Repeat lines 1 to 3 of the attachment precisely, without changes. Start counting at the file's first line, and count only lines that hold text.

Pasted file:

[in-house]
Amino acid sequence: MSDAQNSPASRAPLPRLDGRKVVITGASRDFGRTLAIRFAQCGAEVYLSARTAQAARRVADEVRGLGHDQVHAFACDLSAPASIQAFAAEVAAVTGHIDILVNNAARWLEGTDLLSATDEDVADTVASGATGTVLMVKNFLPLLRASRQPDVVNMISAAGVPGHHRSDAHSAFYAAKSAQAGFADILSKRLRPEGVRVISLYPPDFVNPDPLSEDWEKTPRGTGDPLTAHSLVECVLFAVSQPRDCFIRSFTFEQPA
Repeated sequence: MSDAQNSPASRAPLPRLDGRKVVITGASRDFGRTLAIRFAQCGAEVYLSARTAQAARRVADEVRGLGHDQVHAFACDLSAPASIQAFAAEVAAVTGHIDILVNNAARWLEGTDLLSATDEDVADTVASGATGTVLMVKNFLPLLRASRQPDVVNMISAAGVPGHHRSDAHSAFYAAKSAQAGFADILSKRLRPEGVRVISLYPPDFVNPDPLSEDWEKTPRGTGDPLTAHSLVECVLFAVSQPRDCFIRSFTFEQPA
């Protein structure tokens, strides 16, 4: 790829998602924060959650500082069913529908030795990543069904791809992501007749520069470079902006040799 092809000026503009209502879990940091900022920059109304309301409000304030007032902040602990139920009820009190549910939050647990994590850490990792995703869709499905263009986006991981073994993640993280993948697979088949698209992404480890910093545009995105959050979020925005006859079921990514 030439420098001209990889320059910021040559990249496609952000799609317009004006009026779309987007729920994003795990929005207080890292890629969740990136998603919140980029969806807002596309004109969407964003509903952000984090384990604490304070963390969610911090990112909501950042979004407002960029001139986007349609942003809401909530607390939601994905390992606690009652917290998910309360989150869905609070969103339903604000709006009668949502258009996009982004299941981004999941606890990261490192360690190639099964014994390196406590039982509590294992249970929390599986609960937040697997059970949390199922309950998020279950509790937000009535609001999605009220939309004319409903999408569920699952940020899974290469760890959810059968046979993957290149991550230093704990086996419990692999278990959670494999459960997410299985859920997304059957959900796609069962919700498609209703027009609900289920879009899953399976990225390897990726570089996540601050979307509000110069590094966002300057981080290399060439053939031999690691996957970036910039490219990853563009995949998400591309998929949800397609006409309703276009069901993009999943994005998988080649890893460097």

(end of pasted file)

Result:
[in-house]
Amino acid sequence: MSDAQNSPASRAPLPRLDGRKVVITGASRDFGRTLAIRFAQCGAEVYLSARTAQAARRVADEVRGLGHDQVHAFACDLSAPASIQAFAAEVAAVTGHIDILVNNAARWLEGTDLLSATDEDVADTVASGATGTVLMVKNFLPLLRASRQPDVVNMISAAGVPGHHRSDAHSAFYAAKSAQAGFADILSKRLRPEGVRVISLYPPDFVNPDPLSEDWEKTPRGTGDPLTAHSLVECVLFAVSQPRDCFIRSFTFEQPA
Repeated sequence: MSDAQNSPASRAPLPRLDGRKVVITGASRDFGRTLAIRFAQCGAEVYLSARTAQAARRVADEVRGLGHDQVHAFACDLSAPASIQAFAAEVAAVTGHIDILVNNAARWLEGTDLLSATDEDVADTVASGATGTVLMVKNFLPLLRASRQPDVVNMISAAGVPGHHRSDAHSAFYAAKSAQAGFADILSKRLRPEGVRVISLYPPDFVNPDPLSEDWEKTPRGTGDPLTAHSLVECVLFAVSQPRDCFIRSFTFEQPA